A superbly carved female Ibeji with unusually long legs and beautifully proportioned arms with her fingers touching the top of her legs. Striped black beads around the neck, yellow and red beads around the waist, as well as ostrich shell beads. She also has a carved waistband. Radiating scars from the umbilicus and a series of ‘V’ shaped scars carved on her stomach. Having a simple hairdo going back to knots at the rear. An exceptional and individualistically carved figure.
Abeokuta / Egba / Egbado ? (the hands are typical for the area)
All of these Ibeji were collected between May, 1958 and March, 1962 by one British collector who encountered his first sculpture in a small market in Oyo whilst he was working in western Nigeria as a biochemist. He subsequently developed an interest in the Yoruba and their religion and whilst continuing to purchase Ibeji he also attended and photographed the Yourba festivals. Through a network of priests and devotees he visited many villages and amassed a personal archive of research material and photographs. This material was used for lectures and some of the photographs were published whilst he was living in the USA. The material was copied by the Museum of Primitive Art and is now in the Metropolitan Museum of Art in New York.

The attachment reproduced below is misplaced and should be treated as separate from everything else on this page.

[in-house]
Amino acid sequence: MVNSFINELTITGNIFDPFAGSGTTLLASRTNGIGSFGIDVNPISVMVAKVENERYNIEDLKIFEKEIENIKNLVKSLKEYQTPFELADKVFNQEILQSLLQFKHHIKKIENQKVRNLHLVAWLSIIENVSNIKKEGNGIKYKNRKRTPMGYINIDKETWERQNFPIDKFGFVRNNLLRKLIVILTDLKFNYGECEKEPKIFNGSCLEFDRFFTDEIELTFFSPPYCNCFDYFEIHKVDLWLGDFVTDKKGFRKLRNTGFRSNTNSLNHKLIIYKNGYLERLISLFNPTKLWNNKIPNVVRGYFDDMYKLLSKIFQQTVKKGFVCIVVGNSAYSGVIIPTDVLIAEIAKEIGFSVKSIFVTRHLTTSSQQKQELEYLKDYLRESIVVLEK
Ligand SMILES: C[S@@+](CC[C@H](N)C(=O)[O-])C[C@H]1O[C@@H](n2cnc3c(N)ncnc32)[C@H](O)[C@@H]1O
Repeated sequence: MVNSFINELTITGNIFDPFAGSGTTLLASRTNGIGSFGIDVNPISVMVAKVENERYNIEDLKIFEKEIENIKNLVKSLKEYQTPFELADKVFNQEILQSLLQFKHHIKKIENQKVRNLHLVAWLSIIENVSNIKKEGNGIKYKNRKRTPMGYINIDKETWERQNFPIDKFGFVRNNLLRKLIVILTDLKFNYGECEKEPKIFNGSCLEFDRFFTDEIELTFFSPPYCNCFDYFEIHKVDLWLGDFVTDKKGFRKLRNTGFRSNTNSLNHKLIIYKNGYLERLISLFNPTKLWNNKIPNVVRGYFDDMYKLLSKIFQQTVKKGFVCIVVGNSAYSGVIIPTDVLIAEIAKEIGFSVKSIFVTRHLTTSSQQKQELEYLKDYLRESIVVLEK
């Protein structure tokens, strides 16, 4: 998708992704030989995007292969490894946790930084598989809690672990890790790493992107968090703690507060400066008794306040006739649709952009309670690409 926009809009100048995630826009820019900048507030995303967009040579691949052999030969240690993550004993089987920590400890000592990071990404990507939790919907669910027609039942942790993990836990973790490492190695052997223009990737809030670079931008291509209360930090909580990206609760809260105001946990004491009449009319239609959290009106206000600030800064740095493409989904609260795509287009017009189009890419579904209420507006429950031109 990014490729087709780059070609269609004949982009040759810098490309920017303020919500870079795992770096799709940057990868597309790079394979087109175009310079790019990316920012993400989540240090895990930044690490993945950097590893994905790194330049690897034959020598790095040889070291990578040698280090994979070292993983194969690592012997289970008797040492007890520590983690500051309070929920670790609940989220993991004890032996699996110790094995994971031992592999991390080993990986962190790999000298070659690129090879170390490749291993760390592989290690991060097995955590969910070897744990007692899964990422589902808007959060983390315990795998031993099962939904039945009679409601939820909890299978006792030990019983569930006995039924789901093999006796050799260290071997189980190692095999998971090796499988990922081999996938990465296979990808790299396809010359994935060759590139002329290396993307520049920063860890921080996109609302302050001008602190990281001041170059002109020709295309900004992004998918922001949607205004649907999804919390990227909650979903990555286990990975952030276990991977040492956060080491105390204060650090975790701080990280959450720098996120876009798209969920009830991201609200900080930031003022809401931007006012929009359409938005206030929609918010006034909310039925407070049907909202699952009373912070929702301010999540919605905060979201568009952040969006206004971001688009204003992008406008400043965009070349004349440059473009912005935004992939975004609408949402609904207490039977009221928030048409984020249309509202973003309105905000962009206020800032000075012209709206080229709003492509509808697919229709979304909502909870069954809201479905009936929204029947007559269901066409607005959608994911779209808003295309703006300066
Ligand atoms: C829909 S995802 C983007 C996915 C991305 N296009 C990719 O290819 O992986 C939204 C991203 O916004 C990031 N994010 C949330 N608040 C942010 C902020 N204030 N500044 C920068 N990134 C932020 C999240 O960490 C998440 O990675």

This personal collection of Ibeji was formed to illustrate the Yoruba sculptural aesthetic, and out of a great interest in the people and their beliefs.
cf. In Ibeji by Mareidi & Gert Stoll, 1980, there are a pair of Ibeji from the Shaki area which also have mixed visual signals, illus. 137